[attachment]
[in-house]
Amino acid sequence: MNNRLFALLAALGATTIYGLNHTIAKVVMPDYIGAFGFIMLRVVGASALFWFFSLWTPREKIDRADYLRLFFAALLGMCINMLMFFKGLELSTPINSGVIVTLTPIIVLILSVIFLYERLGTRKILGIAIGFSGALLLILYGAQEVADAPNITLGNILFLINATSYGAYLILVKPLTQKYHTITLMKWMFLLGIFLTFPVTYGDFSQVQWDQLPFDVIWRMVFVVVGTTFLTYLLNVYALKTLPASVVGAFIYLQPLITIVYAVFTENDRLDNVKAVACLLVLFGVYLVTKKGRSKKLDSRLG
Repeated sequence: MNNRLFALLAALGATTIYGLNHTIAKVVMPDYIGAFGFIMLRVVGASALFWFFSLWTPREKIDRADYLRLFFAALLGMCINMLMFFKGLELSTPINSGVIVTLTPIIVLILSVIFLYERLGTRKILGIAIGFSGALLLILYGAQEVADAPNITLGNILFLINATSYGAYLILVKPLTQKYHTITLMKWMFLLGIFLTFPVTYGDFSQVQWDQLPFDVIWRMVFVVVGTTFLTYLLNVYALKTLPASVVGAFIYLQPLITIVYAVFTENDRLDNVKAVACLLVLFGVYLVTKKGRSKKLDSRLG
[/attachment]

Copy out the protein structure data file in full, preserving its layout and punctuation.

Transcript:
[in-house]
Amino acid sequence: MNNRLFALLAALGATTIYGLNHTIAKVVMPDYIGAFGFIMLRVVGASALFWFFSLWTPREKIDRADYLRLFFAALLGMCINMLMFFKGLELSTPINSGVIVTLTPIIVLILSVIFLYERLGTRKILGIAIGFSGALLLILYGAQEVADAPNITLGNILFLINATSYGAYLILVKPLTQKYHTITLMKWMFLLGIFLTFPVTYGDFSQVQWDQLPFDVIWRMVFVVVGTTFLTYLLNVYALKTLPASVVGAFIYLQPLITIVYAVFTENDRLDNVKAVACLLVLFGVYLVTKKGRSKKLDSRLG
Repeated sequence: MNNRLFALLAALGATTIYGLNHTIAKVVMPDYIGAFGFIMLRVVGASALFWFFSLWTPREKIDRADYLRLFFAALLGMCINMLMFFKGLELSTPINSGVIVTLTPIIVLILSVIFLYERLGTRKILGIAIGFSGALLLILYGAQEVADAPNITLGNILFLINATSYGAYLILVKPLTQKYHTITLMKWMFLLGIFLTFPVTYGDFSQVQWDQLPFDVIWRMVFVVVGTTFLTYLLNVYALKTLPASVVGAFIYLQPLITIVYAVFTENDRLDNVKAVACLLVLFGVYLVTKKGRSKKLDSRLG